- Get Involved
SCOTTSVILLE, TEXAS. Scottsville, on Farm roads 1998 and 2199, four miles east of Marshall in east central Harrison County, was named after its founder, William Thomas Scott, who moved to Texas from Louisiana in 1840. In 1840 Scott's slaves built his lavish plantation home, reputedly identical to Jefferson Davis's Mississippi mansion. Scottsville's white schoolchildren attended classes in the small schoolhouse that Scott had built; it was staffed with the Scott family governess. The Scotts also established the first church in the community, a Methodist congregation. During the Civil War the Scott plantation provided provisions for Confederate troops. On August 4, 1869, Scottsville was granted a post office. Its population was reported as 300 in 1929, as 50 during the Great Depression, and as around 260 by 1950, a total that remained fairly steady into the 1980s. In the early 1990s Scottsville, which still had its post office, was an incorporated community and reported 287 residents and eleven businesses. In 2000 the population was 263.
BIBLIOGRAPHY:Marshall News Messenger, November 10, 1963.
Image Use Disclaimer
All copyrighted materials included within the Handbook of Texas Online are in accordance with Title 17 U.S.C. Section 107 related to Copyright and “Fair Use” for Non-Profit educational institutions, which permits the Texas State Historical Association (TSHA), to utilize copyrighted materials to further scholarship, education, and inform the public. The TSHA makes every effort to conform to the principles of fair use and to comply with copyright law.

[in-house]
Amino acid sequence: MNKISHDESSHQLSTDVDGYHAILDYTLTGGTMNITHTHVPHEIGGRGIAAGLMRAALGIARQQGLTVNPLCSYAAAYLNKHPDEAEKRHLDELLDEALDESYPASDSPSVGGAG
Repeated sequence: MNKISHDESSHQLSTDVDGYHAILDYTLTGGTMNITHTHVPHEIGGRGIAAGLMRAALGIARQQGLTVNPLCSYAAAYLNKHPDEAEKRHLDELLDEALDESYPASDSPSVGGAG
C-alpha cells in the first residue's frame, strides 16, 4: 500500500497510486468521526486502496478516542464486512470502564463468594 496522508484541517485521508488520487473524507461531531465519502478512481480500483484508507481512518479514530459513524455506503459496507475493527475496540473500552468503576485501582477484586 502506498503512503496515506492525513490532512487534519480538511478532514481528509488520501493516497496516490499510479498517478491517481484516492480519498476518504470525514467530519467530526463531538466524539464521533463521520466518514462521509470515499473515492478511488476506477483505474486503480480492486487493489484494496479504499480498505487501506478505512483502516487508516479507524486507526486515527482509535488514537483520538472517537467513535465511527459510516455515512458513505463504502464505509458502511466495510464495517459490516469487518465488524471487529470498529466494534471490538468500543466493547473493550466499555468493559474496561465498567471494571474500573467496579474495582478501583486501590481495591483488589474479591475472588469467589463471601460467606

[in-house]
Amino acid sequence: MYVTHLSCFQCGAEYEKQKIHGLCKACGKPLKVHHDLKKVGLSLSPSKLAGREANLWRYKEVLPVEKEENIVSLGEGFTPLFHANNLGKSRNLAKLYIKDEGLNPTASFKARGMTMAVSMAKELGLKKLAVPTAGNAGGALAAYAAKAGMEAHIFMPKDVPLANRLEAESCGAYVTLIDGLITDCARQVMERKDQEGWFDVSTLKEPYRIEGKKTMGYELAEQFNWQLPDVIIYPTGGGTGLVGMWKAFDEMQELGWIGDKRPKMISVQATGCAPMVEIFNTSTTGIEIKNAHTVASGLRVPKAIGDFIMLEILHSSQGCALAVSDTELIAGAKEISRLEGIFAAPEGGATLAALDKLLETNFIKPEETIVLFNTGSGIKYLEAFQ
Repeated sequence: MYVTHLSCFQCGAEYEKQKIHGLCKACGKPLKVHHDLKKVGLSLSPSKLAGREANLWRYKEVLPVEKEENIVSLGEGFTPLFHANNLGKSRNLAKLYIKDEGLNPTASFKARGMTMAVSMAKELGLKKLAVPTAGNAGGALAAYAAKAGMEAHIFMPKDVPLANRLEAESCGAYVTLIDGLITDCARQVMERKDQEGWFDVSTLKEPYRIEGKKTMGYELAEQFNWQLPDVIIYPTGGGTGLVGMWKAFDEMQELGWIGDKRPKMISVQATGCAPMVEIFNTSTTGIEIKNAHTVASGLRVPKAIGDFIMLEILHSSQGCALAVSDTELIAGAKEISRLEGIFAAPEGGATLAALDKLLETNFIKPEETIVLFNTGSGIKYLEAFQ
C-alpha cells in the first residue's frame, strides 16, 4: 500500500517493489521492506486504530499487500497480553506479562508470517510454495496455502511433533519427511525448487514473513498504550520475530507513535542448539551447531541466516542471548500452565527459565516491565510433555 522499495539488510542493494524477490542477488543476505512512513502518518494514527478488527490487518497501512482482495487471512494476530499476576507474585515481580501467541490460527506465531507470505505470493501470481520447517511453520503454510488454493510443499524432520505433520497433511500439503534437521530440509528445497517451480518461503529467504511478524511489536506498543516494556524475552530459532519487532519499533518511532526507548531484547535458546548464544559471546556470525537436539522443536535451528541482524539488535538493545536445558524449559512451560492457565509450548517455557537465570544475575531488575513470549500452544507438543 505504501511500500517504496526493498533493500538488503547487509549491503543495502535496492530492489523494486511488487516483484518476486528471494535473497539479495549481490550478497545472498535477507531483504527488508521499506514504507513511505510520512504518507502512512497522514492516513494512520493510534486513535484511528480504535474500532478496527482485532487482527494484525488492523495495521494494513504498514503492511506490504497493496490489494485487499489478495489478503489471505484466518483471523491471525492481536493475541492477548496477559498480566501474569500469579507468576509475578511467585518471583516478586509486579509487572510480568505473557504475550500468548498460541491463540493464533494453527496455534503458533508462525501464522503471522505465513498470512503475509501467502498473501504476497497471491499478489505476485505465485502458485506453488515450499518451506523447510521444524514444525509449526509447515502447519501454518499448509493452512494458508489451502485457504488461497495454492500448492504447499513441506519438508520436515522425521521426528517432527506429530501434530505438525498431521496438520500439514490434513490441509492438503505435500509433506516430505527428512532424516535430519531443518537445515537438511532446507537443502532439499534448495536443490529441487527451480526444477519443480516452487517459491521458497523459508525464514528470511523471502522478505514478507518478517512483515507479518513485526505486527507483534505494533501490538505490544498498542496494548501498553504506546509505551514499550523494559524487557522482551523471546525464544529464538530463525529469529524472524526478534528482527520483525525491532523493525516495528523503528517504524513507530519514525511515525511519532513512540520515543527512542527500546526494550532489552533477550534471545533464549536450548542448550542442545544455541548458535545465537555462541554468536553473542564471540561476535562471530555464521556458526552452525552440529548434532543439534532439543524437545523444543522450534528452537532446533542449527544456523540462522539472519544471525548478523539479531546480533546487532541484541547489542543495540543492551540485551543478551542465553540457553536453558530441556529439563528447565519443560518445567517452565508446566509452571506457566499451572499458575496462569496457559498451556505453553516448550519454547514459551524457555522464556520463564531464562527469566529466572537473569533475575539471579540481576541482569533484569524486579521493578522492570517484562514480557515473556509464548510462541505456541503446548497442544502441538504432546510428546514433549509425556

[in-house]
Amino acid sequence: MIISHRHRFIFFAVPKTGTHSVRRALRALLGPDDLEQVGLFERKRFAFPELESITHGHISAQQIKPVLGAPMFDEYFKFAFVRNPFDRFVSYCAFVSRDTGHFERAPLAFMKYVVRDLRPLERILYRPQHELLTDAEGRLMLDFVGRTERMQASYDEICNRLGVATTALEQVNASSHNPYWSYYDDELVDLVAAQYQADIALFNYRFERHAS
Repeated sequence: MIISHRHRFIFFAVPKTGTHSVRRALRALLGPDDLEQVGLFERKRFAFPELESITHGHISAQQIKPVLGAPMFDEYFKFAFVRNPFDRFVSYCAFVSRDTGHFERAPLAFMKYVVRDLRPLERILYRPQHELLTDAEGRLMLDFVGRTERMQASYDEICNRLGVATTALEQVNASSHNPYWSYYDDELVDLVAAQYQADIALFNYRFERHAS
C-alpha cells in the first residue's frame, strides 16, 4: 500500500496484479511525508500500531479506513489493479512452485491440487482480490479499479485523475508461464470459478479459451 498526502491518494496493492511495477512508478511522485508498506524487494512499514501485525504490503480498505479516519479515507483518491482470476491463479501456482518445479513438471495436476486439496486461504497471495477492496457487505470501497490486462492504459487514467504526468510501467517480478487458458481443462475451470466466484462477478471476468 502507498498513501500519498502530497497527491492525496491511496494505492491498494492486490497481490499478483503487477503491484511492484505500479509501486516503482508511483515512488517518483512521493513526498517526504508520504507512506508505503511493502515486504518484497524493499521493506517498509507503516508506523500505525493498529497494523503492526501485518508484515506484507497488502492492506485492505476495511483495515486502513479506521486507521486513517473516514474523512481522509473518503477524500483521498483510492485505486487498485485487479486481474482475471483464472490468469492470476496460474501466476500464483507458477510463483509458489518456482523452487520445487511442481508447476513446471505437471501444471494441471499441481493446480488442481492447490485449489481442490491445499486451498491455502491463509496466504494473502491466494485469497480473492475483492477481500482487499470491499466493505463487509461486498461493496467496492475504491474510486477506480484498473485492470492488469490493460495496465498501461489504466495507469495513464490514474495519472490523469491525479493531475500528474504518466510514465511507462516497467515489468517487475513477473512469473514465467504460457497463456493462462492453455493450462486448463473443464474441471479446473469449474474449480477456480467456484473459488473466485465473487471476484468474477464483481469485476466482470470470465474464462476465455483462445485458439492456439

For more information go to: http://www.law.cornell.edu/uscode/17/107.shtml
If you wish to use copyrighted material from this site for purposes of your own that go beyond fair use, you must obtain permission from the copyright owner.
The following, adapted from the Chicago Manual of Style, 15th edition, is the preferred citation for this article.Handbook of Texas Online, Christine A. Keffeler, "SCOTTSVILLE, TX," accessed March 19, 2019, http://www.tshaonline.org/handbook/online/articles/hls31.
Uploaded on June 15, 2010. Published by the Texas State Historical Association.